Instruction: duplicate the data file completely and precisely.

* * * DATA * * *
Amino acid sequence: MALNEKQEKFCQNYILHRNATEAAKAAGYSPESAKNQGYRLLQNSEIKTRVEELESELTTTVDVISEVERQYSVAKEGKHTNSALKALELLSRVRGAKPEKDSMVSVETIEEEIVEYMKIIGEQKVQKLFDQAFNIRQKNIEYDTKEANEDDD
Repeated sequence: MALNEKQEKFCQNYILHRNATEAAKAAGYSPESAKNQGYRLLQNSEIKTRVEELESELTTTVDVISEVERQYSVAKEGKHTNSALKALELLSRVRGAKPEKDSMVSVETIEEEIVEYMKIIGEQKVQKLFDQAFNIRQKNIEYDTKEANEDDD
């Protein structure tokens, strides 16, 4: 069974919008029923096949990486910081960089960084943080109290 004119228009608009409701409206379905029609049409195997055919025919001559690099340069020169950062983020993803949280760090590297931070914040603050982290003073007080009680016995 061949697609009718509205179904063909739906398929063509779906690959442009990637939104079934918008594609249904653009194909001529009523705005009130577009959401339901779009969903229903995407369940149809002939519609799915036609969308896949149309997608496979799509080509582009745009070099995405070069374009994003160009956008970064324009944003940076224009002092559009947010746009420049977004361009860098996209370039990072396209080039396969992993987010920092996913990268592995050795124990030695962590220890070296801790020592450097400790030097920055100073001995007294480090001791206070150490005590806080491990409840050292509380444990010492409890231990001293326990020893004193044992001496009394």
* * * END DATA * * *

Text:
Amino acid sequence: MALNEKQEKFCQNYILHRNATEAAKAAGYSPESAKNQGYRLLQNSEIKTRVEELESELTTTVDVISEVERQYSVAKEGKHTNSALKALELLSRVRGAKPEKDSMVSVETIEEEIVEYMKIIGEQKVQKLFDQAFNIRQKNIEYDTKEANEDDD
Repeated sequence: MALNEKQEKFCQNYILHRNATEAAKAAGYSPESAKNQGYRLLQNSEIKTRVEELESELTTTVDVISEVERQYSVAKEGKHTNSALKALELLSRVRGAKPEKDSMVSVETIEEEIVEYMKIIGEQKVQKLFDQAFNIRQKNIEYDTKEANEDDD
């Protein structure tokens, strides 16, 4: 069974919008029923096949990486910081960089960084943080109290 004119228009608009409701409206379905029609049409195997055919025919001559690099340069020169950062983020993803949280760090590297931070914040603050982290003073007080009680016995 061949697609009718509205179904063909739906398929063509779906690959442009990637939104079934918008594609249904653009194909001529009523705005009130577009959401339901779009969903229903995407369940149809002939519609799915036609969308896949149309997608496979799509080509582009745009070099995405070069374009994003160009956008970064324009944003940076224009002092559009947010746009420049977004361009860098996209370039990072396209080039396969992993987010920092996913990268592995050795124990030695962590220890070296801790020592450097400790030097920055100073001995007294480090001791206070150490005590806080491990409840050292509380444990010492409890231990001293326990020893004193044992001496009394």